With that said I would like to try to explain what happened. I used Eastwoodís epoxy primer and had problems as stated in the beginning of this thread. I talked to a body shop owner about my problems. He being a PPG authorized dealer (or what ever title PPG gives them) he asked me what kind of primer I had used. I told him Eastwood. He paused for a minute and said if I wanted to use PPG I had to take it down to bare metal and start over with PPG products. I then checked with a buddy who lives 30 miles away. He told me to wet sand it with 600 grit and then paint it. So I did, but when I was done I still had bare metal and filler showing in spots. I had the acrylic enamel primer and paint I got on eBay from APP so I painted it with that. At this point is where I think I screwed up. Iím not sure if I rushed the primer and painted over it too soon, or did not mix the acrylic enamel properly, or didnít have the gun setup right. But I got huge ugly fisheye and orange peal. I let it set over night and remembered what my buddy said a long time ago and got out the lacquer thinner and washed off the acrylic and see what I got. Well the lacquer thinner took it off down to the Eastwood epoxy. I then called my buddy to see if he could do the painting. Well he too is a PPG guy and told me the same thing to take it down to bare metal and use all PPG products. It does make sense to stick to one manufacture. So it was down to bare metal and PPGís epoxy primer. Once I get the filler (Rage Gold) work done and primed Iíll drag the parts and pieces over the mountain to have my buddy paint it with sealer, base coat, and clear coat.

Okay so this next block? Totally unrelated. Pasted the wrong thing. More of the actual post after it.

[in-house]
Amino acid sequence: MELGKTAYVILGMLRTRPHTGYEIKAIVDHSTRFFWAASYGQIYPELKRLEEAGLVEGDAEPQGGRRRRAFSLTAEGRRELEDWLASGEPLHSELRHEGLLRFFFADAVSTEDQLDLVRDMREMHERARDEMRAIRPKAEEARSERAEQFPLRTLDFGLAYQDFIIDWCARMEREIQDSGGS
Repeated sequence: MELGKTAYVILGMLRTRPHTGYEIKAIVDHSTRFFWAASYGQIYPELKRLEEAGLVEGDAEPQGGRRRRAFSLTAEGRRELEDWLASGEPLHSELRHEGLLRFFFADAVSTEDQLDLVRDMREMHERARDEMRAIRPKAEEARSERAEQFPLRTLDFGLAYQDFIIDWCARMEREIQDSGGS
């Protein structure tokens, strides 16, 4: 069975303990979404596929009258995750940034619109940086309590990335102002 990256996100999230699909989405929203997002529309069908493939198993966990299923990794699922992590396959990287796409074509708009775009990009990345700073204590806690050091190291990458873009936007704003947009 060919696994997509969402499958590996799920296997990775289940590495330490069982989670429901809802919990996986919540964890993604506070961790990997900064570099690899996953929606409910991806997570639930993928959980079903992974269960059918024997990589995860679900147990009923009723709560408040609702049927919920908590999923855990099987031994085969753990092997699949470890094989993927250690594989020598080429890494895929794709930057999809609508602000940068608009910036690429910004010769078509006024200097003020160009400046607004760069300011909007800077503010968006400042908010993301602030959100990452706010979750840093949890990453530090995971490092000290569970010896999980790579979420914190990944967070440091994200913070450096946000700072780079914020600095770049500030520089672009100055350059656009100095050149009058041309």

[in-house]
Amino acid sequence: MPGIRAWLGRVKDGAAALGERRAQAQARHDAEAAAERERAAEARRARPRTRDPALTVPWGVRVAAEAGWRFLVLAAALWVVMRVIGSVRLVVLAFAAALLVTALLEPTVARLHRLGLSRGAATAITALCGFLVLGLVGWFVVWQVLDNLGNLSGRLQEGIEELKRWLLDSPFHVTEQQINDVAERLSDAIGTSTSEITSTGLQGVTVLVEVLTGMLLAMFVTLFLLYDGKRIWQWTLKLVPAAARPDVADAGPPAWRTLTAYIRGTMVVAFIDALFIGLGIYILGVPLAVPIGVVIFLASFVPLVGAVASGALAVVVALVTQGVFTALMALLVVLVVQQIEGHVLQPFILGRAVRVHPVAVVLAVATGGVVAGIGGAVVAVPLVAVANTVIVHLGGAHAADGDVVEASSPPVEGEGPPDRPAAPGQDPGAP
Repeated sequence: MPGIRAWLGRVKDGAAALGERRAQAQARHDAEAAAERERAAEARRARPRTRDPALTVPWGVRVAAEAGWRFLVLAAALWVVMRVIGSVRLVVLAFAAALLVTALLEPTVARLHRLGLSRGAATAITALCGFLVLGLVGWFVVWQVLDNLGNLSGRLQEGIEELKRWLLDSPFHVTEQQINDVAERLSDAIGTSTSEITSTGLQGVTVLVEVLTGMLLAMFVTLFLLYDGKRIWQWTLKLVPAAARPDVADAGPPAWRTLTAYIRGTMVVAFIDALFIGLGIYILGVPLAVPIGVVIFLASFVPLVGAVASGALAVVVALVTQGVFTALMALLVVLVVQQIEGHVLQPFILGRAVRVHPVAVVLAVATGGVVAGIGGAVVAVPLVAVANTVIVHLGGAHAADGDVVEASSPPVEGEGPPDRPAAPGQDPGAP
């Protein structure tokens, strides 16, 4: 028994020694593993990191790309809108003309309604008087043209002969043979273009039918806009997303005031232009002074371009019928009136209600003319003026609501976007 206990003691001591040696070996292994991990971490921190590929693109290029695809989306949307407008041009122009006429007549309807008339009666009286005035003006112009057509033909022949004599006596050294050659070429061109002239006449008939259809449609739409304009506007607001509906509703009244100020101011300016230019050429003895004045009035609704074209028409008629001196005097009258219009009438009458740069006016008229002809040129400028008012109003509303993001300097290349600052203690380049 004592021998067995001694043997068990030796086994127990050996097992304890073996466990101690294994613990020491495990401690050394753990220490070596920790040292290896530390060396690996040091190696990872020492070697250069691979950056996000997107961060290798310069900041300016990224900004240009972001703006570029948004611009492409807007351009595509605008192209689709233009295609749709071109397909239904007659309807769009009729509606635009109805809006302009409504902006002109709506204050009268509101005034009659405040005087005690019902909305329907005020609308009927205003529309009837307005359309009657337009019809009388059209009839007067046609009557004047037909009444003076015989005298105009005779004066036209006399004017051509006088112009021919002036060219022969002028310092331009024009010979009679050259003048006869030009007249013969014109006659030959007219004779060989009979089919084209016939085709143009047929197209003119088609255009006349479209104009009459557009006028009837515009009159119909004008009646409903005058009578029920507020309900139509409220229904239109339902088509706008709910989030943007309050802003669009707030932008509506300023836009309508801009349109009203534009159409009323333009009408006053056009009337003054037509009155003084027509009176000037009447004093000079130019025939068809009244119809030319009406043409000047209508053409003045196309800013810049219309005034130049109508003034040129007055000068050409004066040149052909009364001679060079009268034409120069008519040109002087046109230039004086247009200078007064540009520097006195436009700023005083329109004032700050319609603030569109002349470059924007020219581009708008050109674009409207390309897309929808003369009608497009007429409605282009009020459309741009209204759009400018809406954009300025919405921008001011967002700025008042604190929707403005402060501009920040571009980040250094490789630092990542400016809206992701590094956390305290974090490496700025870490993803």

Ok now to stir the pot. Iím sure that there are Eastwood guys, PPG guys, and others out there. If you can apply PPG epoxy primers over original manufacture finishes with out taking it down to bare metal than why would both PPG representatives say I would need to take the Eastwood epoxy primer down to bare metal?
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Old 08-11-2013, 11:05 AM
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Because they are PPG rep's and that is what they/we where taught to say. When you represent a paint company's product, you are inducted into the propaganda that their product is the only one and everyone else's product is inferior. That is not the case. I was a big fan of PPG's DP Epoxy before I was rep for PPG. I thought it was the best on the market and to some degree, for the time it was, I was right. There are other products out there today that will out perform PPG's Epoxy and you do not need to use one manufacturer's product throughout a job. If that was the case, we would need to know what manufacturer's product was applied at the factory in case the vehicle needed to be repaired at some point.